I think maybe I’ve figured out how Joel and Ethan Coen do it. How they move so effortlessly from comedy to drama, from fluffy to forceful, from silly to solemn. It’s that they don’t think about tone or genre, at least not at the beginning: they just think about a character, and let him have his lead, and see where he takes them. A brilliant but heartless killer like Anton Chigurh is going to naturally take them in one direction, and so we get No Country for Old Men. And a bubbleheaded knuckleknob like Chad Feldheimer is going to naturally take them in another direction, and so we get Burn After Reading, which is as gloriously zany as Country was brutally vicious.
It seems perfectly plain, when looked at it from this perspective, that there’s no mystery about the Coens’ genius for crossing genres. Not that I’m suggesting that genius is now going to be easily reproducible, because — ha! — nobody is like the Coens (O Brother, Where Art Thou?, Blood Simple). But for some reason it’s suddenly clear to me that the Coens aren’t about genre: they’re about people. Chad is one of those grand force-of-nature characters, like Chigurh, who cannot help but be at the center of something extraordinary — it just so happens that where he goes when he takes the reins is into a magnificent load of nonsense, a glorious madness that leaves you pondering the human capacity for being an enormous lunkhead, rather than into a gloomy bloodbath that makes you question the worth of humanity. But, you know, same difference, really.
The Coens do comedy with the same level of intensity as they do drama, and in Burn that comes through in the mock-thriller atmosphere they create, the hilariously melodramatic score and the long shots as if through binoculars or a surveilling camera lens — it’s all dark sedans parked down the street and paranoia that pricks at your soul and cunning intrigue. Well, not so cunning, perhaps, for this is all being done by, or done to, a cadre of some of the dumbest, sweetest people you will ever meet on film. Yeah, it’s about Chad the dimbulb fitness instructor who finds a disc containg the memoirs of a CIA agent that he thinks he can turn this to his financial favor. But the plot that spins from that — and, indeed, the plot that spins before that, that gets the story to that point — is so wickedly convoluted that I don’t know how I would even begin to attempt explaining it, which I wouldn’t do anyway because the brainy buzz you get from Burn comes in seeing how the Coens move us through their perfectly constructed maze of a plot to get to that delicious hunk of cheese at the center of it.
The point is: Chad is only the beginning. Oh my goodness yes, Brad Pitt (The Assassination of Jesse James by the Coward Robert Ford, Mr. & Mrs. Smith), as Chad, is marvelously goofy, and steals the movie from a whole cast of movie-stealers. But all of these characters are, though it sounds contradictory, as genuinely human as they are wonderfully cartoonish: Harry Pfarrer the U.S. marshal (George Clooney: Michael Clayton, Ocean’s Thirteen), who’s going to be labeled a womanizer but really just seems to look on sex as another physical exercise he’s addicted to; Chad’s coworker Linda Litzke (Frances McDormand: Miss Pettigrew Lives for a Day, Something’s Gotta Give), whose middle-aged loneliness has pushed her to the desperation of Internet dating; their boss Ted Treffon (Richard Jenkins: Step Brothers, The Kingdom), who yearns for Linda from afar; Osborne Cox (John Malkovich: Beowulf, Eragon), the CIA operative writing his memoirs out of boredom after he’s been pushed out of the agency; and Cox’s wife, Katie (Tilda Swinton: Prince Caspian, Michael Clayton), who… well, she might be nothing more than a cartoon sketch of a bitch on wheels, but she’s a sublimely riotous one. (David Rasche [Flags of Our Fathers, United 93] and J.K. Simmons [Rendition, Juno] as CIA officers and Cox’s superiors have smaller roles, but don’t let that stop them from making the absurd most of them.)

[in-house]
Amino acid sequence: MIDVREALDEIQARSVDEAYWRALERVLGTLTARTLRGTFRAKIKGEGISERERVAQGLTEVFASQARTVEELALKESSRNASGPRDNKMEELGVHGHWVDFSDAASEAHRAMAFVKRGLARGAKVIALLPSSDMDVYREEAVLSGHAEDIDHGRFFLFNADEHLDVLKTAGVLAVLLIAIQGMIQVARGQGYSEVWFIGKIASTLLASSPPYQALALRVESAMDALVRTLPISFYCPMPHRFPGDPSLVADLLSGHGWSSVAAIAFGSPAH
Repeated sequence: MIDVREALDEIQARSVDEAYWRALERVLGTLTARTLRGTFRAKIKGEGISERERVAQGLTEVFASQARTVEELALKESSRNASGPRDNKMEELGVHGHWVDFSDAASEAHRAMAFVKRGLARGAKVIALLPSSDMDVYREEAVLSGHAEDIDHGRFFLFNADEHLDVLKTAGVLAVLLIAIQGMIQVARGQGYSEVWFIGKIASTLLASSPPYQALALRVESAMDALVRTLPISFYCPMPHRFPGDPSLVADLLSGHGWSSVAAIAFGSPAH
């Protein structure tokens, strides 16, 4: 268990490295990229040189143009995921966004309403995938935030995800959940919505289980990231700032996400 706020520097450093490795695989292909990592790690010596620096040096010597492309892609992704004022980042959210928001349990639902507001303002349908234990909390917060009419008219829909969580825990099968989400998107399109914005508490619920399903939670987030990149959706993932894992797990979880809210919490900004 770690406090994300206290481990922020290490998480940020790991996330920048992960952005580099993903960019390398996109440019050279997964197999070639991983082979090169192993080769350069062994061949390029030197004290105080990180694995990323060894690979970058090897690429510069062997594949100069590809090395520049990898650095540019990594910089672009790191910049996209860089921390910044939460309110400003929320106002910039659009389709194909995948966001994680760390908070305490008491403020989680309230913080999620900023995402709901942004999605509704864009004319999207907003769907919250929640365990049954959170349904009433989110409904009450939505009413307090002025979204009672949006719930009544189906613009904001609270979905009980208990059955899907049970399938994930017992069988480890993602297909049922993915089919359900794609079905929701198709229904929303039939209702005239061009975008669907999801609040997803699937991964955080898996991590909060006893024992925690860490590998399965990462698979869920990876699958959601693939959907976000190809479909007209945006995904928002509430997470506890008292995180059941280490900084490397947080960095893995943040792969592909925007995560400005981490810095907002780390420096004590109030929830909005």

There’s a screenwriting maxim that one should always craft a story that’s about the most important thing that has ever happened or will ever happen to your characters, and maybe it’s just that I always fall so madly in love with the Coens — again — with their every film that it seems to me now that only their films appear to bear that maxim in mind. Linda, for one: pretty much the only thing she wants out of life is to get some plastic surgery to “repair” the perceived flaws of her body, which must, of course, be the only things keeping her love life on the backburner. And the Coens and McDormand play that with all the urgency and fervor of an Austen heroine, making it funny and sad at the same time. When you discover what Harry is building in his basement… well, you’ll see that this is a man desperate to share his passions: he’s not selfish, and he’s far from thoughtless. He’s just clueless, but pleasantly so.
I’m tempted to call this the first national-security comedy — I know there was that 2003 movie called National Security, but it starred Martin Lawrence and hence could not possibly have been funny — but this isn’t really about national security, and the disc with the CIA secrets is just a MacGuffin. Burn After Reading is about people… very very stupid people doing very very stupid things, as performed by very very smart people being very very clever about it. In fact, it’s probably the smartest movie ever about stupidity.